So, with a heavy heart I have to decline participation in NaNo this year. Not because I don’t want to, or even because my family doesn’t want me to. But because there is only one of me, and this one has other obligations that prevent cranking out x-number of words per day. It stresses me out, but more importantly it stresses my family out. Badly.

Still Writing?

Even though I won’t be smack in the middle of the hype, I will still be writing. Just not 1,700+ words per day or 50,000 in a month. Maybe a few hundred, may none at all, but I WILL still be writing. I HAVE been writing, even if lately it’s been nothing but crap (we all have those days/months/years).

The beauty of skipping the challenge this year is that I will be able to work on multiple works instead of just one. I actually have several ideas in the making – a short story collection, a new fiction novel in a different genre than fantasy (not too different, just hopping over to paranormal for a moment!), and there’s even some ideas in the back of my head for a type of book rarely seen anymore. Make no mistakes – I AM WRITING! Just not for NaNoWriMo.

Not only will I still be writing, but I’ll be sitting on the sidelines cheering others who will be giving it a go. Seasoned vets and newbies, too, will have my total support. Just because I won’t be participating doesn’t mean I won’t be supporting others. Quite the opposite! Be sure to follow me on Twitter as I’ll be pushing you along in between writing, editing, and family obligations. 😉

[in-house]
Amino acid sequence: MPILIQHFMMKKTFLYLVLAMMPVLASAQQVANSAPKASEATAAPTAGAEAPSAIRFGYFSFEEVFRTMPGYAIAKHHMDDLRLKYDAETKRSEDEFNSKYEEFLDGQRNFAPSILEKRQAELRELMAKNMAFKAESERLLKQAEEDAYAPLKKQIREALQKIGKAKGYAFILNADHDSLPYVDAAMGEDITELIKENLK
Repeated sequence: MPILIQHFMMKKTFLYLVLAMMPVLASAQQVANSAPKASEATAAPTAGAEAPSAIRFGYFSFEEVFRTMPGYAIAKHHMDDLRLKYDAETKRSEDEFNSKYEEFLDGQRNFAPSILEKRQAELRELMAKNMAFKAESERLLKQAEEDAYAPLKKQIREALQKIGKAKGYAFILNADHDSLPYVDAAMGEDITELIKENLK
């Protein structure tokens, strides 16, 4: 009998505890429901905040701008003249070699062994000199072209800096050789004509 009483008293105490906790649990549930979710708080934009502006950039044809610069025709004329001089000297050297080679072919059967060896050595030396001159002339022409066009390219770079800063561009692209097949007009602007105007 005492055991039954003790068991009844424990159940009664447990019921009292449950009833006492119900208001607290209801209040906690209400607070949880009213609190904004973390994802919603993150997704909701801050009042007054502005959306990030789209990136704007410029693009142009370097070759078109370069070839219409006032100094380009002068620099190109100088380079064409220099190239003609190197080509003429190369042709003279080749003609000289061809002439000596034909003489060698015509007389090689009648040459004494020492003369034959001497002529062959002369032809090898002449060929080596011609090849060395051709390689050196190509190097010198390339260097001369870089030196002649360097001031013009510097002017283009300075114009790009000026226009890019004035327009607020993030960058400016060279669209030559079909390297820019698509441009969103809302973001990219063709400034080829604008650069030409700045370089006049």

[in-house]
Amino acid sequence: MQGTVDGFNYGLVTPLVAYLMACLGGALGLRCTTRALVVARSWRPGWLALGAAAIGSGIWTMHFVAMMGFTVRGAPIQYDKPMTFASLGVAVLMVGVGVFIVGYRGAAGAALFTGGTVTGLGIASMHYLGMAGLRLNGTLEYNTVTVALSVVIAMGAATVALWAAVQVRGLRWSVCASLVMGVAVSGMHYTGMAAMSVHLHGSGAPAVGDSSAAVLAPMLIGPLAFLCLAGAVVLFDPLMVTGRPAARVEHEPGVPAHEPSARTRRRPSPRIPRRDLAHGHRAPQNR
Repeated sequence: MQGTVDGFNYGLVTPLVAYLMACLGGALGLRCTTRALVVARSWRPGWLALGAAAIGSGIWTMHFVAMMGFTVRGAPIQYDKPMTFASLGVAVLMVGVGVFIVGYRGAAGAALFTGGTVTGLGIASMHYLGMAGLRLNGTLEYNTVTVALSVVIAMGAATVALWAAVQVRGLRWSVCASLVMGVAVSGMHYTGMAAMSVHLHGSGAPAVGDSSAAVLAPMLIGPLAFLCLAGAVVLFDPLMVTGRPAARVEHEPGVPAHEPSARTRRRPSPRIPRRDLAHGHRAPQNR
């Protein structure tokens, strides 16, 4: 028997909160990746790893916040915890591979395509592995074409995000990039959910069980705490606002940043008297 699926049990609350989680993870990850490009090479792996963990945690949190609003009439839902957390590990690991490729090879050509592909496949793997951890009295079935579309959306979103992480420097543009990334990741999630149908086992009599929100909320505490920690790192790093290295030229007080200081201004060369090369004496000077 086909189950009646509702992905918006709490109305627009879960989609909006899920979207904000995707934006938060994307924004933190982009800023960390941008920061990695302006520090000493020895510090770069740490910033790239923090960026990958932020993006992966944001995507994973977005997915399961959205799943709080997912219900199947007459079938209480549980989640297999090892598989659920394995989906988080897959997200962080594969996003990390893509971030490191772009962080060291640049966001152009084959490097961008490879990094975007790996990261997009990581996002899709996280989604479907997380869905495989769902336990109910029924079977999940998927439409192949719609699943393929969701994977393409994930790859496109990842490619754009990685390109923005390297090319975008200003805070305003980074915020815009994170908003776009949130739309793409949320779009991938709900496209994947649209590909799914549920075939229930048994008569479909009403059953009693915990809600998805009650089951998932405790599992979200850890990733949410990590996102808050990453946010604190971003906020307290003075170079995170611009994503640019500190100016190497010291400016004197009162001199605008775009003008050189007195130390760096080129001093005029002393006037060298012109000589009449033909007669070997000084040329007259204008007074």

My Tools for NaNoWriMo

It use to be that I only had one computer. It wasn’t hard to store all my notes and story in one place, using my one central computer for all things writing. Looking  back, it probably wasn’t the smartest idea to store everything in a single place, especially when I’ve learned the lost data lesson more than once.

Last year I tried something different, mostly because I knew I might have to work on different computers. This year I KNOW I will be bouncing and writing in whatever room I happen to be in, so need the tools to allow me to write on a whim and sync across computers. There’s the plus side of having backups, as well.

My “Tools”

1. Evernote
Last year, I used Evernote to write my entire novel. I did run into an issue or two with syncing, though. I haven’t noticed those same problems lately, but to be on the safe side, I’m using it just for notes/outlines/inventory. I like the options it has for formatting and organization.

2. Dropbox
New this year is Dropbox. Since I have been bouncing around electronics so much, I found using a central folder synced online was the easiest way to keep all my projects together. I have a specific folder called “Writing” that will have my main word document for NaNoWriMo.

3. Google Chrome
To keep me organized, I log into Chrome on any computer I might be using. Just signing in presents me with my bookmarks and saved passwords. This is helpful when I need to quickly access Evernote,,, or Twitter. I even have different profiles for writing and non-writing, which helps cut down on the distractions from non-writing sources.

That’s it! You’ll notice the “sync” theme across the board. Evernote and Dropbox are also available on my Kindle, which can be extremely useful for notes when I’m nowhere near home.

Happy NaNoWriMo!